A still from Kal Ho Naa Ho | Netflix
Jaya Bachchan in Kal Ho Naa Ho | Screenshot

Come 2018, Badhaai Ho broke away from any preconceived notions attached to a mother in her 40s or 50s. While the Hindi film industry did not have much to offer to mothers of this age group, Neena Gupta, playing Priyamvada Kaushik, proved that there is scope beyond typecast characters. The middle-aged couple (Gajraj Rao played the role of the husband) discovers that they were expecting another child, making things awkward before their grown-up children. Keeping aside the film’s blockbuster success, no one could have imagined a mother in her 40s with vibrant sexuality or becoming pregnant past her ‘younger’ days.

A still from Badhaai Ho | Netfix
Neena Gupta in Badhaai Ho | Netfix

In the characters played by Seema Pahwa and Sheeba Chaddha in Bareilly Ki Barfi (2017) and Badhaai Ho (2018), respectively, the audience got to see a more nuanced, rooted, and refined version of mothers — much like how we see in our households. Films have always been a reflection of society. By that standard, it is safe to say that the mothers and middle-aged women of today are more aware, progressive, and independent.

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The mother in contemporary cinema

Towards the end of the first decade of the 21st century, on-screen mothers were breaking myths and stereotypes attached to their role in society. Shashi (Sridevi) in English Vinglish (2012) brought afore the struggles of a homemaker not well-versed with the English language. At first, she seemed like a damsel in distress as the family routinely mocked her, but she reasserted her significance as a matriarch through her actions. In the 2009 film Paa, Dr Vidya (Vidya Balan) gave birth to a child out of wedlock, which would have been inconceivable in the cinematic world of the ’50s and the ’60s. As a single mother, she did not survive at the mercy of her family or relatives but took societal challenges head-on.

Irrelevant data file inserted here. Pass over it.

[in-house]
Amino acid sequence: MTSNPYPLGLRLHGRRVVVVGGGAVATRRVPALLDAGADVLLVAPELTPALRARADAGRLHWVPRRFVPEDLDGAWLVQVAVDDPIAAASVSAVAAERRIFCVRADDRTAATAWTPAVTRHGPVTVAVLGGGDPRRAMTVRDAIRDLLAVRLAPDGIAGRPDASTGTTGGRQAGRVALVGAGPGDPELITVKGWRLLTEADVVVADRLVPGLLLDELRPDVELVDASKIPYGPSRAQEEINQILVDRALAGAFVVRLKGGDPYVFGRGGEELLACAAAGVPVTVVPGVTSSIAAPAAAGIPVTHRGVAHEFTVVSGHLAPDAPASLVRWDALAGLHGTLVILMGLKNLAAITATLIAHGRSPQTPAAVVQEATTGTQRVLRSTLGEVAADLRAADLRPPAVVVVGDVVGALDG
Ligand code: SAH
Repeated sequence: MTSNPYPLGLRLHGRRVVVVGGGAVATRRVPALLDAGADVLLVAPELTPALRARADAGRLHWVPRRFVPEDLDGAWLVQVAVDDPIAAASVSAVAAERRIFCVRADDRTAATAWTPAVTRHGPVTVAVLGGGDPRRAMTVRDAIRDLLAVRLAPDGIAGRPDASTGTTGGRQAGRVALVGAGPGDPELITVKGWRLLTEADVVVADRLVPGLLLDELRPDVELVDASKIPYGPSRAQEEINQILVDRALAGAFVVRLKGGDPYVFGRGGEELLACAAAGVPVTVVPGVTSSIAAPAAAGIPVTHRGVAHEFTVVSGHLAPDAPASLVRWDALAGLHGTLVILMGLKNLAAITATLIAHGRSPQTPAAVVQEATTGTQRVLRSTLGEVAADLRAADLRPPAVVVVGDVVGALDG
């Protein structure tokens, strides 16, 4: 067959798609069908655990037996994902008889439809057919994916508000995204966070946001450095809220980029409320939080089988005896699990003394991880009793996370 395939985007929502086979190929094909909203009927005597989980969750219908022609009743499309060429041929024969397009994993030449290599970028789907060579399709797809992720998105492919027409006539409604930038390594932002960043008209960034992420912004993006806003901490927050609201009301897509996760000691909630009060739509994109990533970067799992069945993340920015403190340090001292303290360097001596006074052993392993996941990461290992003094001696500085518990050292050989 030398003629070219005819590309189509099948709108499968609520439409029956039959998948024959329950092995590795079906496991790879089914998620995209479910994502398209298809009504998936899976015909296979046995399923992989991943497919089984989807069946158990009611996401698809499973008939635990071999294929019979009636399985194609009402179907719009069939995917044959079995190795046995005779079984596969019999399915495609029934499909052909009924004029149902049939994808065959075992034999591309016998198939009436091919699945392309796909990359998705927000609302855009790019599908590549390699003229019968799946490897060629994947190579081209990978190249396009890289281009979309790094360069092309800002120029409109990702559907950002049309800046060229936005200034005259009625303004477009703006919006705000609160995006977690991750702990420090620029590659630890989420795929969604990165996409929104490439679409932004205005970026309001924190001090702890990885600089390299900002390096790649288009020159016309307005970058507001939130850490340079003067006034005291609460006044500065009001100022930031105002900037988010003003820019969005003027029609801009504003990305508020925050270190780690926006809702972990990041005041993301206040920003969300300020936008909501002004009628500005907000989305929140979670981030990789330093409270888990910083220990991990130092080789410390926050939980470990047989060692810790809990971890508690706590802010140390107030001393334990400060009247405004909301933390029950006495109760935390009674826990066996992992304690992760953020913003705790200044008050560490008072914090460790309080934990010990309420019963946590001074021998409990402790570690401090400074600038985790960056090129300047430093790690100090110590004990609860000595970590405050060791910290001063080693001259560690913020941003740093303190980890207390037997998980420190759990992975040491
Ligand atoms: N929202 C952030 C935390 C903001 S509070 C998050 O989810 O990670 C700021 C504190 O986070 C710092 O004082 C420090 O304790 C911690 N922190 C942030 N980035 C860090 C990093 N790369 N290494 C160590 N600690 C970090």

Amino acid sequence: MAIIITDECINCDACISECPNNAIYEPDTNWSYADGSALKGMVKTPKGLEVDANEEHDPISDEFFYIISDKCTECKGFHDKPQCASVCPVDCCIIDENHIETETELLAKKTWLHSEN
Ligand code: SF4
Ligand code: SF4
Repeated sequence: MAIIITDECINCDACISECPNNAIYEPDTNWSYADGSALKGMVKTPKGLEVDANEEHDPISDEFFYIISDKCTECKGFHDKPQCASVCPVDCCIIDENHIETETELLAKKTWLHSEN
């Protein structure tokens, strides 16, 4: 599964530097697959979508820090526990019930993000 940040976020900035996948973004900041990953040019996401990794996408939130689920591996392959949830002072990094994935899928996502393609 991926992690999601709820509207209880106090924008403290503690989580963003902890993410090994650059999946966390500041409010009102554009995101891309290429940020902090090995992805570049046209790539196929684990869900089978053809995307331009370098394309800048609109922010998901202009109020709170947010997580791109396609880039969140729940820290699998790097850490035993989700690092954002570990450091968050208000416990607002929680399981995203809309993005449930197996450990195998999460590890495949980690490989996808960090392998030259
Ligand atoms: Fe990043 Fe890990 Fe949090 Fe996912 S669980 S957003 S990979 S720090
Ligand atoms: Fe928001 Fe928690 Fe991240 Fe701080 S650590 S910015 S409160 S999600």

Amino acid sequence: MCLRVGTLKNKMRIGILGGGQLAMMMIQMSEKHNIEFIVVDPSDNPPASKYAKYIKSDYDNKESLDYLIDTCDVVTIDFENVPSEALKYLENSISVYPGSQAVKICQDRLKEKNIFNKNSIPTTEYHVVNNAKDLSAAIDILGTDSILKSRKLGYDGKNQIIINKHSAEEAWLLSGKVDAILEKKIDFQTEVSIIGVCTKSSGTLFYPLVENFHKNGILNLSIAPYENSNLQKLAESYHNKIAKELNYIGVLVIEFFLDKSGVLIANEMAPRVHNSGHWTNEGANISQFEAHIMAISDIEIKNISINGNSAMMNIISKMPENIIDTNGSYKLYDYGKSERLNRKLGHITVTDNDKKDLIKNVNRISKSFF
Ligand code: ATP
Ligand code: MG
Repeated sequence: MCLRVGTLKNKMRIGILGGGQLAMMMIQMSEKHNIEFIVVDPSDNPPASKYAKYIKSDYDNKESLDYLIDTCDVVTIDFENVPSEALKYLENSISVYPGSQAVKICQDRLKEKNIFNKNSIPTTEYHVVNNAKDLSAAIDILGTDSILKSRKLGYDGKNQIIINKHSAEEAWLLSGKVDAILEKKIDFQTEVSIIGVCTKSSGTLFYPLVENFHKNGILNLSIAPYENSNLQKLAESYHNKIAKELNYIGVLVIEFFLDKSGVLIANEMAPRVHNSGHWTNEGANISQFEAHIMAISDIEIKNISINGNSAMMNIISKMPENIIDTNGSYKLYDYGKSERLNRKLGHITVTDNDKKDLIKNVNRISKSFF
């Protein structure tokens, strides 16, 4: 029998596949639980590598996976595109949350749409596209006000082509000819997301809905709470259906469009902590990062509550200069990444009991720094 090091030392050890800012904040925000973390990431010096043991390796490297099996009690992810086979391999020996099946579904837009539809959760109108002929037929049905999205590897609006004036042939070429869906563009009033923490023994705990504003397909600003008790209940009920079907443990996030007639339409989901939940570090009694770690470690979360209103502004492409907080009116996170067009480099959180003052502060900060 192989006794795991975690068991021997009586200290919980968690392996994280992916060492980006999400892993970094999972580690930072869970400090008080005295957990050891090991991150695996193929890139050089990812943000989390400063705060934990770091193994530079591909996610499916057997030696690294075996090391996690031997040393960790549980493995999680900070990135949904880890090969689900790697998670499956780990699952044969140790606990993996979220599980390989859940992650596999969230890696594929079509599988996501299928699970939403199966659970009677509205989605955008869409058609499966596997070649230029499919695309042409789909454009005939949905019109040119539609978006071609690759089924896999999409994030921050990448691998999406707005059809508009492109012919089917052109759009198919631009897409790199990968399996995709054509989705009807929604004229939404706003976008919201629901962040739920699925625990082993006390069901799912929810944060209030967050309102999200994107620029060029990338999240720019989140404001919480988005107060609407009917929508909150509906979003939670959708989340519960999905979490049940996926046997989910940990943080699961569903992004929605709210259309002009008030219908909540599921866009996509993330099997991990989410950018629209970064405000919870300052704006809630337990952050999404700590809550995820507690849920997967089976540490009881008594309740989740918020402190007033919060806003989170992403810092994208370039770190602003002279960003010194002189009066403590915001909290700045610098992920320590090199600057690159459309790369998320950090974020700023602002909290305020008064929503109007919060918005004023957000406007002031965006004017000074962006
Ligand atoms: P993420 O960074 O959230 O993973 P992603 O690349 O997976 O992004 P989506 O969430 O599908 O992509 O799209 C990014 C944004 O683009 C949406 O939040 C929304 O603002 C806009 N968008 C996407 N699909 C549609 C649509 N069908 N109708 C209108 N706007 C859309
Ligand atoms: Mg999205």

Sridevi in English Vinglish | Screenshot

As we entered the second decade of the 21st century, mothers did not blink even once in resorting to guns or violence to avenge their cause.

To say that the portrayal of mothers on-screen in current times is more progressive might be right, but they are not devoid of requisite accountability. The narratives are often stitched to showcase a redemption arc, and these characters are not always hailed as the ‘heroes’ or ‘saviours’. These are ‘flawed’ women — just how humans are — who, compelled and triggered by the circumstances around, take it upon themselves to bring order (however they deem fit) to the chaos.

In the 2009 mystery/drama Mother, Korean director Bong Joon-ho presented a mother who, much like Bollywood’s Nirupa Roy, was miserable and struggling to make ends meet while raising her mentally ill child. But when she learnt that her son was being accused of a crime, she, much like Sakshi Tanwar in Mai, decided to investigate the case to unearth the truth.

Sushmita Sen in Aarya | Screenshot

This new brand of motherhood — investigative, ferociously protective, vigilant — has metamorphosed into a genre itself. It is not uncommon to see Bollywood getting lured into a trap of formulaic storylines. Not every piece of craft, be it a film or web series, manufactured with this skeletal plot is perfect. But the least they do is further the scope and appeal of evolving on-screen mothers. And change is always a good sign.

This article is part of a series called Beyond the Reel. You can read all the articles here.

(Edited by Humra Laeeq)